Helvetius, the grandfather of the celebrated philosopher of the same name, was an alchemist who labored ceaselessly to fathom the mystery of the “philosopher’s stone,” the legendary catalyst that would transmute base metals into gold.
One day in 1666 when he was working in his laboratory at the Hague, a stranger attired all in black, as befitted a respectable burgher of North Holland, appeared and informed him that he would remove all the alchemist’s doubts about the existence of the philosopher’s stone, for he himself possessed such an object.
The stranger immediately drew from his pocket a small ivory box, containing three pieces of metal the color of brimstone. With those three bits of metal, he said, he could make as much as twenty tons of gold.
The alchemist examined the pieces of metal and seeing that they were very brittle, he surreptitiously scraped off a small portion with his thumbnail. He then returned the three pieces of metal to his mysterious visitor and invited him to perform the process of transmutation.
The stranger answered that he was not allowed to do so. It was enough that he had verified the existence of the metal to Helvetius. It was his purpose only to offer him encouragement in his experiments.
After the man’s departure, Helvetius procured a crucible and a portion of lead, into which, when in a state of fusion, he threw the stolen grain he had secretly scraped from the alleged philosopher’s stone. He was disappointed to find that the grain evaporated, leaving the lead in its original state.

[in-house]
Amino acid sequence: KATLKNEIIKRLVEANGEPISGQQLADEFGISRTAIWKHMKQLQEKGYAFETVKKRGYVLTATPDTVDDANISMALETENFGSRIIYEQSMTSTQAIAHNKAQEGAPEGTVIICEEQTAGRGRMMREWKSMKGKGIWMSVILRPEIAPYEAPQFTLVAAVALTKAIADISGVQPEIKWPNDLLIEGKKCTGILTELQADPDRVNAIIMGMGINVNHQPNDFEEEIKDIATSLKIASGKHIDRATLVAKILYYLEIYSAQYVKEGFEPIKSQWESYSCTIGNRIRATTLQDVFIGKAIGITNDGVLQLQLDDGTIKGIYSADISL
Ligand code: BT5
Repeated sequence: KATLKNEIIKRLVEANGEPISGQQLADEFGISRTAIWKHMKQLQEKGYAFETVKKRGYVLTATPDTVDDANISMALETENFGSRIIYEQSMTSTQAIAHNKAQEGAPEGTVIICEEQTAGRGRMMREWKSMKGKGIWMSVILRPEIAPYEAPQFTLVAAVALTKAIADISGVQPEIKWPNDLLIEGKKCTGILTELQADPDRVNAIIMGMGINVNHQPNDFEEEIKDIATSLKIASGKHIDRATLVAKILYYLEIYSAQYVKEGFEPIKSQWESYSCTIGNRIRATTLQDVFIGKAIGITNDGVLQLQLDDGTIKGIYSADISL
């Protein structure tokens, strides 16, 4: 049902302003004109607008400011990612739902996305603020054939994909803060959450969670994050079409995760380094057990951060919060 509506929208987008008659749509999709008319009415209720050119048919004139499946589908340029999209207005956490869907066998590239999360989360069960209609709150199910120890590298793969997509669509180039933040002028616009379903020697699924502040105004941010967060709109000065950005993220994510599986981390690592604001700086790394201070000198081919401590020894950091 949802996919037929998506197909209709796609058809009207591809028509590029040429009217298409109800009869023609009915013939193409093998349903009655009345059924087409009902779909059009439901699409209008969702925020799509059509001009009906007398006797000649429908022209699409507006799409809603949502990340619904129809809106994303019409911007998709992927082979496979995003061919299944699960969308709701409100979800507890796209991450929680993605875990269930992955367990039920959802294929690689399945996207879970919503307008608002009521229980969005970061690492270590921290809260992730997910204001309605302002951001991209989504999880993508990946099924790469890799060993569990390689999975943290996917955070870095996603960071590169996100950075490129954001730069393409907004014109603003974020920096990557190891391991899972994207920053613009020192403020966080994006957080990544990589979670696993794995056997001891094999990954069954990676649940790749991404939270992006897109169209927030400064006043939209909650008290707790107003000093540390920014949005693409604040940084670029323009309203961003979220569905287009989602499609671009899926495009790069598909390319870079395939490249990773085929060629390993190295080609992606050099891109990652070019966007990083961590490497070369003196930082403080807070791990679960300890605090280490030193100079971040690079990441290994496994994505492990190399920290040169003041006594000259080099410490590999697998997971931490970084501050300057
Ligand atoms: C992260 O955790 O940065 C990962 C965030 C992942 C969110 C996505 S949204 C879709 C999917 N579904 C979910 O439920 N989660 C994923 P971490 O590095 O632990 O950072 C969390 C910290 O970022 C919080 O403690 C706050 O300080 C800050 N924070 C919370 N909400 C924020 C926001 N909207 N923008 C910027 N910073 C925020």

Thinking that he had been made a fool by the mad burgher’s whimsy, Helvetius returned to his own experiments in attaining the philosopher’s stone.
Some weeks later, when he had almost forgotten the incident, Helvetius received another visit from the stranger. Impatiently, the alchemist told the man that if he could not do as he claimed, then please leave the laboratory at once.
“Very well,” the stranger said, consenting to perform a demonstration of the philosopher’s stone for the skeptical Helvetius. “I shall show you that that which you most desire does truly exist.”
The mysterious visitor said that one grain was sufficient, but it was necessary to envelope it in a ball of wax before throwing it on the molten metal; otherwise, its extreme volatility would cause it to vaporize.
To Helvetius’s astonishment, the stranger transmuted several ounces of lead into gold. Then he permitted the alchemist to repeat the experiment by himself, and Helvetius converted six ounces of lead into very pure gold.